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Professor Sergey Kasparov

Professor Sergey Kasparov

Professor Sergey Kasparov
MD, PhD(Moscow)

Professor in Molecular Physiology

Area of research

Physiological Genomics of Central Cardio-Vascular Control

Office E9
Biomedical Sciences Building,
University Walk, Bristol BS8 1TD
(See a map)

+44 (0) 117 331 2275


My primary interst is the interplay between the neurones and the most abundant glial population of the central nervous sytesm - the astrocytes. Together with my colleagues, AG Teschemacher (UOB) and AV Gourine (UCL) we are woriking to establish functional contribution of astrocytes to various functions within mammalian brainstem including regulation of the autonomic functions and respiration. We are also interested in the interplay between astrocytes and central noradrenergic neurones, which costitute one of the most powerful modulatory mechanisms of the brain. Indeed, central noradrenergic mechanisms are involved in regulation of vigilance, cognition, sleep, appetite, pain and a variety of other essential functions. Our main hypothesis is that central noradrenergic neurones intimately communicate with astrocytes and via this link affect brain function. We have also demonstrated that astrocytes located in the ventral medulla play an important role in the chemo-sentitivity of the brain, one of the most important central homeostatic mechanisms. Finally we are interested in the neuro-glia-vascular interface, which controls the flow of blood and chemicals in and out of the brain. One of the projects we are currently carrying out looks at the glial contribution ot fMRI, a powerful imaging technology commonly used these days to assess brain function. The other prominent theme is how changes in neuro-glia-vascular interface affect autonomic regulation and contribute to hypertension and other cardio-vascular disease via increases in sympathetic tone.

We actively use and develop optogenetics, viral gene transfer, confocal imaging, fluorescent genetically encoded indicators and other modern technologies.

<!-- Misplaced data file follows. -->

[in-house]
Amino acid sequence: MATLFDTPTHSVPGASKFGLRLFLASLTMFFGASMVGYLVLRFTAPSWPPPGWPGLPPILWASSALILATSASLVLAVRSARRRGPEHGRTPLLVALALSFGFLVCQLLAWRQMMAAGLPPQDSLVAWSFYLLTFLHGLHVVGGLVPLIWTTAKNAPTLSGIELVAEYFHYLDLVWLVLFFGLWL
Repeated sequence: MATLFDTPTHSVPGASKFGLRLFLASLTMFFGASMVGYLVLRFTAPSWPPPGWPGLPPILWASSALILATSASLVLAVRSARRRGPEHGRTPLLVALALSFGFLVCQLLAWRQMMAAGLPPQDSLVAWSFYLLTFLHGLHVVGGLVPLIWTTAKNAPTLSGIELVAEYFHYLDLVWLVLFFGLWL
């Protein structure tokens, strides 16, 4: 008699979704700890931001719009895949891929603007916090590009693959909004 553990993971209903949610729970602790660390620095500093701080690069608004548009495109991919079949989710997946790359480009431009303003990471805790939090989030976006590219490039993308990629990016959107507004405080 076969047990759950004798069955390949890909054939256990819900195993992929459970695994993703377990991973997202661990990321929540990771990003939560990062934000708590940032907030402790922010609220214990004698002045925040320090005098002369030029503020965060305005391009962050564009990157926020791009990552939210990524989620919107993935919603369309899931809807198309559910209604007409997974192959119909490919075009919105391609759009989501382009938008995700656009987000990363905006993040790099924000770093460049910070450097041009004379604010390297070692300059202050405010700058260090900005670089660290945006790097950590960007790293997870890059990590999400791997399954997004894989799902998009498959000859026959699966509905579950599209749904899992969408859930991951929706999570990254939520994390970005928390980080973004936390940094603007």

Activities / Findings

  • Central effects of angiotensin II
  • Central Angiotensin II & Arterial Pressure Control
  • Targeting of specific physiological phenotypes of NTS neurones
  • GABAergic transmission in NTS.


Medicine year 1:

  • Cell and its organelles
  • Cell division and cells as components of tissue
  • Intercellular communication
  • Autonomic nervous system
  • Endocrine system
  • Homeostasis 

Medicine year 2 tutorials:

  • Respiration
  • Renal
  • GI tract
  • Neurophysiology

Science year 2:

  • Introduction to DNA 


  • blood pressure
  • brainstem
  • angiotensin II
  • nitric oxide
  • viral transfection
  • imaging
  • GFP
  • baroreceptor
  • neurogenic
  • electrophysiology


  • Stroke
  • retinopathy
  • hypertension
  • kidney disease
  • mycardial infarction
  • atherosclerosis

Processes and functions

  • Blood pressure regulation
  • homeostasis
  • processing information in the brainstem
  • brainstem control mechanisms


  • Confocal microscopy
  • viral transvection
  • adenoviral
  • lentiviral
  • in vitro slices
  • imaging
  • fluorescence microscopy
  • electrophysiology


Recent publications

View complete publications list in the University of Bristol publications system

Networks & contacts

  • Professor Julian Paton - University of Bristol

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